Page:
Several essential oils contain pulegone and are used for flavoring foods, drinks, and dental products, as fragrance agents, and in herbal medicines. Pulegone was nominated for study by the National Institute of Environmental Health Sciences based on the potential for human exposure and the absence of carcinogenicity data. Male and female F344/N rats and B6C3F1 mice received pulegone (approximately 96% pure) by gavage for 2 weeks, 3 months, or 2 years. Genetic toxicology studies were conducted in Salmonella typhimurium, Escherichia coli, and mouse peripheral blood erythrocytes. 2-WEEK STUDY IN RATS: Groups of five male and five female rats were administered 0, 37.5, 75, 150, 300, or 600 mg pulegone/kg body weight in corn oil by gavage, 5 days per week for 16 days. All male rats and nearly all female rats in the 300 and 600 mg/kg groups died prior to the end of the study. All moribund sacrifices and early deaths were attributed to liver toxicity. Mean body weight gains of males administered 37.5 or 150 mg/kg were significantly less than that of the vehicle controls. Clinical findings in 300 and 600 mg/kg rats included nasal/eye discharge, thinness, lethargy, and ruffled fur. Liver and kidney weights of dosed groups of females were generally significantly greater than those of the vehicle control group. The incidences of necrosis and cytoplasmic vacuolization of the liver in 300 and 600 mg/kg males and females were significantly greater than those in the vehicle control groups. 2-WEEK STUDY IN MICE: Groups of five male and five female mice were administered 0, 18.75, 37.5, 75, 150, or 300 mg pulegone/kg body weight in corn oil by gavage, 5 days per week for 16 days. Four females and one male in the 300 mg/kg groups died by study day 5. All early deaths were attributed to liver toxicity. Mean body weights of the dosed groups were similar to those of the vehicle controls. Clinical findings were observed only in 300 mg/kg mice and included thinness, lethargy, and ruffled fur. Liver weights of 300 mg/kg males were significantly greater than those of the vehicle controls. The incidences of cytoplasmic vacuolization and diffuse fatty change in 300 mg/kg females and necrosis in 300 mg/kg males were significantly greater than those in the vehicle controls. 3-MONTH STUDY IN RATS: Groups of 10 male and 10 female rats were administered 0, 9.375, 18.75, 37.5, 75, or 150 mg pulegone/kg body weight in corn oil by gavage, 5 days per week for 14 weeks. All rats survived until the end of the study except for one female in the 150 mg/kg group that died on day 9. Mean body weights of 75 and 150 mg/kg males and 150 mg/kg females were significantly less than those of the vehicle controls. At the end of the study, there was a small dose-related decrease in the erythron, evidenced by decreases in the hematocrit and hemoglobin values and the erythrocyte counts. An apparent erythroid response to the decreased erythron was evidenced by increased reticulocyte counts. Reduced and oxidized glutathione levels were generally increased in 75 and 150 mg/kg males and in 37.5 mg/kg or greater females. Absolute and relative liver weights of 75 and 150 mg/kg females and relative liver weights of males administered 18.75 mg/kg or greater were significantly greater than those of the vehicle controls. The absolute kidney weight of 150 mg/kg females and the relative kidney weights of all dosed groups, except 9.375 mg/kg males, were significantly greater than those of the vehicle controls. Absolute and relative thymus weights of 150 mg/kg males and females and the absolute thymus weight of 75 mg/kg males were significantly less than those of the vehicle controls. In the kidney, there was hyaline glomerulopathy in 75 mg/kg males and 150 mg/kg males and females. The incidence of renal tubule protein casts was significantly increased in the 150 mg/kg females. In the liver, incidences of bile duct hyperplasia and hepatocyte hypertrophy in 75 and 150 mg/kg males and 150 mg/kg females, hepatocyte focal necrosis in 150 mg/kg males, and oval cell hyperplasia and periportal fibrosis in 150 mg/kg males and females were increased. Incidences of bone marrow hyperplasia in 37.5 mg/kg males and 75 and 150 mg/kg males and females, heart mineralization in 150 mg/kg males, glandular stomach mineralization in 75 and 150 mg/kg females, and cellular histiocytic infiltration in the lung and ovarian cyst in 150 mg/kg females were significantly increased. 3-MONTH STUDY IN MICE: Groups of 10 male and 10 female mice were administered 0, 9.375, 18.75, 37.5, 75, or 150 mg pulegone/kg body weight in corn oil by gavage, 5 days per week for 14 weeks. All mice survived to the end of the study. Mean body weights of dosed mice were similar to those of the vehicle controls. Reduced and oxidized glutathione levels were generally greater than vehicle control levels in 150 mg/kg males and in 75 and 150 mg/kg females. Liver weights of 150 mg/kg males and 75 and 150 mg/kg females were significantly greater than those of the vehicle controls. No histopathologic lesions were observed that could be attributed to the administration of pulegone. 2-YEAR STUDY IN RATS: Groups of 50 male and 50 female rats were administered 0, 18.75 (males only), 37.5, 75, or 150 (females only) mg pulegone/kg body weight in corn oil by gavage, 5 days per week for up to 104 weeks. Due to excessive morbidity and mortality, 75 mg/kg males and 150 mg/kg females were not administered pulegone after week 60 (stop-exposure); these groups were administered the corn oil vehicle until the end of the study. Survival of 37.5 mg/kg males was significantly less than that of the vehicle controls; only two 75 mg/kg stop-exposure males survived, and no 150 mg/kg stop-exposure females survived to the end of the study. Compared to those of the vehicle controls, mean body weights were less in 75 mg/kg stop-exposure males after week 13 and in 75 mg/kg and 150 mg/kg stop-exposure females after weeks 21 and 9, respectively. Clinical findings included thinness, lethargy, and ruffled fur in the 75 mg/kg stop-exposure males and 150 mg/kg stop-exposure females. The incidences of urinary bladder papilloma and of papilloma or carcinoma (combined) were significantly increased in 150 mg/kg stop-exposure females. In the kidney, incidences of hyaline glomerulopathy were significantly increased in 37.5 mg/kg and 75 mg/kg stop-exposure males and in all dosed groups of females. The severity of chronic progressive nephropathy was increased in 37.5 mg/kg and 75 mg/kg stop-exposure males and in 75 mg/kg and 150 mg/kg stop-exposure females; the incidences of nephropathy were significantly increased in 75 mg/kg and 150 mg/kg stop-exposure females. The incidence of renal cyst was significantly increased in 75 mg/kg stop-exposure males. In the liver, incidences of diffuse hepatocyte cellular alteration were significantly increased in 37.5 mg/kg and 75 mg/kg stop-exposure males and 75 mg/kg and 150 mg/kg stop-exposure females. There were significant increases in the incidences of other liver lesions including fatty change, bile duct cyst, hepatocyte necrosis, oval cell hyperplasia, bile duct hyperplasia, and portal fibrosis. In the nose, 37.5 mg/kg and 75 mg/kg stop-exposure males and all dosed groups of females had significantly increased incidences of olfactory epithelium degeneration. All dosed groups of females had significantly increased incidences of respiratory metaplasia of the olfactory epithelium and nasal inflammation. In the forestomach, incidences of inflammation and ulcer were significantly increased in 37.5 mg/kg and 75 mg/kg stop-exposure males, and incidences of epithelial hyperplasia and perforation were increased in 75 mg/kg stop-exposure males. In the glandular stomach, the incidence of inflammation was significantly increased in 75 mg/kg stop-exposure males. 2-YEAR STUDY IN MICE: Groups of 50 male and 50 female mice were administered 0, 37.5, 75, or 150 mg pulegone/kg body weight in corn oil by gavage, 5 days per week for 105 weeks. Survival of all dosed groups was similar to that of the vehicle controls. Mean body weights of 150 mg/kg males and females were less than those of the vehicle controls after weeks 25 and 33, respectively. The incidences of multiple hepatocellular adenoma were significantly increased in all dosed groups of males, and the incidences of hepatocellular adenoma (includes multiple) and hepatoblastoma (includes multiple) were significantly increased in the 75 mg/kg males. The combined incidences of hepatocellular adenoma, hepatocellular carcinoma, or hepatoblastoma occurred with positive trends and were significantly increased in 75 mg/kg males and 150 mg/kg females. The incidence of hepatocellular adenoma was significantly increased in 150 mg/kg females. The incidences of several nonneoplastic liver lesions were significantly increased, primarily in the 75 and 150 mg/kg groups. These nonneoplastic lesions included clear cell, eosinophilic, and mixed cell foci; focal fatty change; centrilobular hepatocyte hypertrophy; intravascular hepatocyte; necrosis; pigmentation; bile duct cyst and hyperplasia; and oval cell hyperplasia. In the kidney, incidences of hyaline glomerulopathy were significantly increased in all dosed groups of males and 75 and 150 mg/kg females. The incidence of mineralization was significantly increased in 150 mg/kg females, and the incidence of nephropathy in 150 mg/kg females and severity of nephropathy in 150 mg/kg males were increased. Incidences of congestion of the glomerulus were increased in 150 mg/kg males and females. The incidence of osteoma or osteosarcoma (combined) in all organs of 75 mg/kg females exceeded the historical control ranges. One 150 mg/kg male and one 75 mg/kg female had nasal osteoma; no nasal osteomas have been observed in historical control mice. (ABSTRACT TRUNCATED)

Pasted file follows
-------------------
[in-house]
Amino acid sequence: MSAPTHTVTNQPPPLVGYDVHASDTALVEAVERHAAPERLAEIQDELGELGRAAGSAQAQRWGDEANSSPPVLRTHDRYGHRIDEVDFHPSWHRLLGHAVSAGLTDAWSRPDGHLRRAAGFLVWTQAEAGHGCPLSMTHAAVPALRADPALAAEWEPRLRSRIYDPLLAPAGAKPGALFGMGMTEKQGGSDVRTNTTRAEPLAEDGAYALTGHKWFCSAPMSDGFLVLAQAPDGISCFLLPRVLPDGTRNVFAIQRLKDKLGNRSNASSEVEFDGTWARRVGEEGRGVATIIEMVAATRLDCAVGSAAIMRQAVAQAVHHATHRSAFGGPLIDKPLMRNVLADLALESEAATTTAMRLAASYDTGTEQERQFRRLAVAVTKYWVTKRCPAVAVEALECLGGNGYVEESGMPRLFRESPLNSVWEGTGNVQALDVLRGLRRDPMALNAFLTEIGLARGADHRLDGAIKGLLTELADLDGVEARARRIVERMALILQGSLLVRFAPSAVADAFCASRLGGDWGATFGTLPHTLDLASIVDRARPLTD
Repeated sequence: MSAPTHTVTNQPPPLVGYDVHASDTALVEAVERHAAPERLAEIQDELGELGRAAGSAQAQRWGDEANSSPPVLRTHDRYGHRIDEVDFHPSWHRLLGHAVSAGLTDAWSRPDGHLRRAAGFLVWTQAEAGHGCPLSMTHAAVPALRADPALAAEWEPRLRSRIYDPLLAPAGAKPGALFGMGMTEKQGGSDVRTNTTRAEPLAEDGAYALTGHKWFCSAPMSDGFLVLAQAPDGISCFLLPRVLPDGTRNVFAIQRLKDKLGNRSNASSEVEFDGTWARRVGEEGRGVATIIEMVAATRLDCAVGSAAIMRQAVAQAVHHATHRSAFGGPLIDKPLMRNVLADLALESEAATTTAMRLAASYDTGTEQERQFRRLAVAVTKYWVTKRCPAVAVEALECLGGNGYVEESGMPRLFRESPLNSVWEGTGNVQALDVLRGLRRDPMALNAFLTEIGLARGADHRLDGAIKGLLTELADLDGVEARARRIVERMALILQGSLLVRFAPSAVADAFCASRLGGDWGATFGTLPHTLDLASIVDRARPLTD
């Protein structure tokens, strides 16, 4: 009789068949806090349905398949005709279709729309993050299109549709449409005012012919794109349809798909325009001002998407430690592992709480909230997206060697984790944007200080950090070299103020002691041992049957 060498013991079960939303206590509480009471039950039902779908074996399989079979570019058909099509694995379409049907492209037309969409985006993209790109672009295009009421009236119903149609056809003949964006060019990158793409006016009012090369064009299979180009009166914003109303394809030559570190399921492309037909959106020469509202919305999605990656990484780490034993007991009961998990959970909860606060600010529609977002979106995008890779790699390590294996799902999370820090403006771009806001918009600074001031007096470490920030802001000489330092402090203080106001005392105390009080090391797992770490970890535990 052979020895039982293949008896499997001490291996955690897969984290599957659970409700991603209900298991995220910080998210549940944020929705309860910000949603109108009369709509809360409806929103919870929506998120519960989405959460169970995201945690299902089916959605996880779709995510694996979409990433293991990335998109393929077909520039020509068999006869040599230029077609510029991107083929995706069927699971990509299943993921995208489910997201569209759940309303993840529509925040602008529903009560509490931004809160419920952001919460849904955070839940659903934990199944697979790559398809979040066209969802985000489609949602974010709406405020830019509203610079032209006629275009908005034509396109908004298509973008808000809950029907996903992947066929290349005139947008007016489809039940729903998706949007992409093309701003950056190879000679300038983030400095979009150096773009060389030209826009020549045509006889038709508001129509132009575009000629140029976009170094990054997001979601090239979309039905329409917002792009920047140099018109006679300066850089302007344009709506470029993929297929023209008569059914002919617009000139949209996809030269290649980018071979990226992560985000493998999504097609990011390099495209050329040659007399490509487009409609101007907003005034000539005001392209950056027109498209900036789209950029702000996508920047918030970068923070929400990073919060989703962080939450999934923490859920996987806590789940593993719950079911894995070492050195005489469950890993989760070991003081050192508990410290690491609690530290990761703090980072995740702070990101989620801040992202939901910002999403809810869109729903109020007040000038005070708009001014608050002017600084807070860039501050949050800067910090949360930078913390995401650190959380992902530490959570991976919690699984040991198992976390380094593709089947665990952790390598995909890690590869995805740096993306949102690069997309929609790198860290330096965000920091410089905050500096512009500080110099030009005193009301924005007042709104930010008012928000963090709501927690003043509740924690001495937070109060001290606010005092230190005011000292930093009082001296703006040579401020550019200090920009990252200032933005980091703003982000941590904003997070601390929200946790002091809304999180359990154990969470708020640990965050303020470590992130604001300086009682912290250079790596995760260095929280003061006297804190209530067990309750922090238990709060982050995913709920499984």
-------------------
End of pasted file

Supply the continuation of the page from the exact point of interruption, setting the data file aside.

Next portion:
PMID:
21921962
[Indexed for MEDLINE]